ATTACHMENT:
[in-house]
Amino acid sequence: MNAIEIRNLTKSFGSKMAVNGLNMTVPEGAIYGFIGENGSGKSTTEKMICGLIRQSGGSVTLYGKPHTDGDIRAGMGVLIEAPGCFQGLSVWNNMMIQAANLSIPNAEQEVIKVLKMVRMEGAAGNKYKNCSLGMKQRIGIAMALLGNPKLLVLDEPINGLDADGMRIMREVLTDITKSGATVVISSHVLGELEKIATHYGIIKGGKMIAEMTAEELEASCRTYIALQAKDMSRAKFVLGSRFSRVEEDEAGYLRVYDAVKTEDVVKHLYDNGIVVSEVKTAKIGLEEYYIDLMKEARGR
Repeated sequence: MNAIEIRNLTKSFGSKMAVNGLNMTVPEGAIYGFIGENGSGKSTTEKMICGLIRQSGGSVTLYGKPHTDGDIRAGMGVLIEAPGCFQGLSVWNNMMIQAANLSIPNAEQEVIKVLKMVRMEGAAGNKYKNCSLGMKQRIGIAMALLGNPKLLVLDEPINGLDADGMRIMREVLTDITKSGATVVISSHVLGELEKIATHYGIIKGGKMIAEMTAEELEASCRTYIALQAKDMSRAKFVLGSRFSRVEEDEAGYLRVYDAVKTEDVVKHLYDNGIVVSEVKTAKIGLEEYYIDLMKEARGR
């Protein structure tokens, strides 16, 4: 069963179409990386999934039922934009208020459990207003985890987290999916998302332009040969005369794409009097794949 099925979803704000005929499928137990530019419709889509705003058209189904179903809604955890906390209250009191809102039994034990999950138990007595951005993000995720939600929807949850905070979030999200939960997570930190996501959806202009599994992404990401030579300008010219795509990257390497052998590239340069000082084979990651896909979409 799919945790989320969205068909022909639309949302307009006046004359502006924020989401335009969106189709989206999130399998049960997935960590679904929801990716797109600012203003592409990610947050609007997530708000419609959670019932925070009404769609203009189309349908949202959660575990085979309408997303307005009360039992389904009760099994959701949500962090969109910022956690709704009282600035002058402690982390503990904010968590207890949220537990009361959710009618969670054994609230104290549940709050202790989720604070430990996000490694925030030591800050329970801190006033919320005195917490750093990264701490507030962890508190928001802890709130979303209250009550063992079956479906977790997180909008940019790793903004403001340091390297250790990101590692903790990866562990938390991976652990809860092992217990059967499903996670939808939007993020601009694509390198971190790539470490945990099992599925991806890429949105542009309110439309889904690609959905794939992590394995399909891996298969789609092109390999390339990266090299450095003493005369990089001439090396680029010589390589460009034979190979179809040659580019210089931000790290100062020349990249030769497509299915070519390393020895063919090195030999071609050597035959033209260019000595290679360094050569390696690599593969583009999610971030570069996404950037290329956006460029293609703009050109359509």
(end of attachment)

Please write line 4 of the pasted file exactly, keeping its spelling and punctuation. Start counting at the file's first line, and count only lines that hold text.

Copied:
């Protein structure tokens, strides 16, 4: 069963179409990386999934039922934009208020459990207003985890987290999916998302332009040969005369794409009097794949 099925979803704000005929499928137990530019419709889509705003058209189904179903809604955890906390209250009191809102039994034990999950138990007595951005993000995720939600929807949850905070979030999200939960997570930190996501959806202009599994992404990401030579300008010219795509990257390497052998590239340069000082084979990651896909979409 799919945790989320969205068909022909639309949302307009006046004359502006924020989401335009969106189709989206999130399998049960997935960590679904929801990716797109600012203003592409990610947050609007997530708000419609959670019932925070009404769609203009189309349908949202959660575990085979309408997303307005009360039992389904009760099994959701949500962090969109910022956690709704009282600035002058402690982390503990904010968590207890949220537990009361959710009618969670054994609230104290549940709050202790989720604070430990996000490694925030030591800050329970801190006033919320005195917490750093990264701490507030962890508190928001802890709130979303209250009550063992079956479906977790997180909008940019790793903004403001340091390297250790990101590692903790990866562990938390991976652990809860092992217990059967499903996670939808939007993020601009694509390198971190790539470490945990099992599925991806890429949105542009309110439309889904690609959905794939992590394995399909891996298969789609092109390999390339990266090299450095003493005369990089001439090396680029010589390589460009034979190979179809040659580019210089931000790290100062020349990249030769497509299915070519390393020895063919090195030999071609050597035959033209260019000595290679360094050569390696690599593969583009999610971030570069996404950037290329956006460029293609703009050109359509």